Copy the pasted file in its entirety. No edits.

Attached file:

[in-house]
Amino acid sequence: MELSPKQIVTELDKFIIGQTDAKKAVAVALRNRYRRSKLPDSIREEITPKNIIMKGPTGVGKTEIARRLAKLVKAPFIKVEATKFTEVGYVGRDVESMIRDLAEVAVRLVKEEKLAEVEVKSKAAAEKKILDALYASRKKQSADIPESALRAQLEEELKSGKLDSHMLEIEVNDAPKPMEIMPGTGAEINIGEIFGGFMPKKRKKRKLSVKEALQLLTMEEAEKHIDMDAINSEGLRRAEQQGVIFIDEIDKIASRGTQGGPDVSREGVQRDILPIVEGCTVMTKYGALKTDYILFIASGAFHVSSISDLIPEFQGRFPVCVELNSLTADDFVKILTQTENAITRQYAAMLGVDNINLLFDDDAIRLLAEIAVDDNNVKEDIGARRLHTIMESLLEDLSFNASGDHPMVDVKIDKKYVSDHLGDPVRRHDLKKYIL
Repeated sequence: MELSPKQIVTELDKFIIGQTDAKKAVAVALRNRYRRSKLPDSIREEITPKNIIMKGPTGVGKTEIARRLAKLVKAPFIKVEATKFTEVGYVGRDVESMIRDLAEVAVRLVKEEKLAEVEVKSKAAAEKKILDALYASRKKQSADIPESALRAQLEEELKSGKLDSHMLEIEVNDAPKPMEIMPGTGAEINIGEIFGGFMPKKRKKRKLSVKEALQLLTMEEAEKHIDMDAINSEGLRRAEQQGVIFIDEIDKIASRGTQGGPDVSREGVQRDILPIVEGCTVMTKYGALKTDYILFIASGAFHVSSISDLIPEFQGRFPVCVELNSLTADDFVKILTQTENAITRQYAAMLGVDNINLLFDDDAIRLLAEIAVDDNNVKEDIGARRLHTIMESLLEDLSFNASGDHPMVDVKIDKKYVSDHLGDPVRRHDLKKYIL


[in-house]
Amino acid sequence: MELSPKQIVTELDKFIIGQTDAKKAVAVALRNRYRRSKLPDSIREEITPKNIIMKGPTGVGKTEIARRLAKLVKAPFIKVEATKFTEVGYVGRDVESMIRDLAEVAVRLVKEEKLAEVEVKSKAAAEKKILDALYASRKKQSADIPESALRAQLEEELKSGKLDSHMLEIEVNDAPKPMEIMPGTGAEINIGEIFGGFMPKKRKKRKLSVKEALQLLTMEEAEKHIDMDAINSEGLRRAEQQGVIFIDEIDKIASRGTQGGPDVSREGVQRDILPIVEGCTVMTKYGALKTDYILFIASGAFHVSSISDLIPEFQGRFPVCVELNSLTADDFVKILTQTENAITRQYAAMLGVDNINLLFDDDAIRLLAEIAVDDNNVKEDIGARRLHTIMESLLEDLSFNASGDHPMVDVKIDKKYVSDHLGDPVRRHDLKKYIL
Repeated sequence: MELSPKQIVTELDKFIIGQTDAKKAVAVALRNRYRRSKLPDSIREEITPKNIIMKGPTGVGKTEIARRLAKLVKAPFIKVEATKFTEVGYVGRDVESMIRDLAEVAVRLVKEEKLAEVEVKSKAAAEKKILDALYASRKKQSADIPESALRAQLEEELKSGKLDSHMLEIEVNDAPKPMEIMPGTGAEINIGEIFGGFMPKKRKKRKLSVKEALQLLTMEEAEKHIDMDAINSEGLRRAEQQGVIFIDEIDKIASRGTQGGPDVSREGVQRDILPIVEGCTVMTKYGALKTDYILFIASGAFHVSSISDLIPEFQGRFPVCVELNSLTADDFVKILTQTENAITRQYAAMLGVDNINLLFDDDAIRLLAEIAVDDNNVKEDIGARRLHTIMESLLEDLSFNASGDHPMVDVKIDKKYVSDHLGDPVRRHDLKKYIL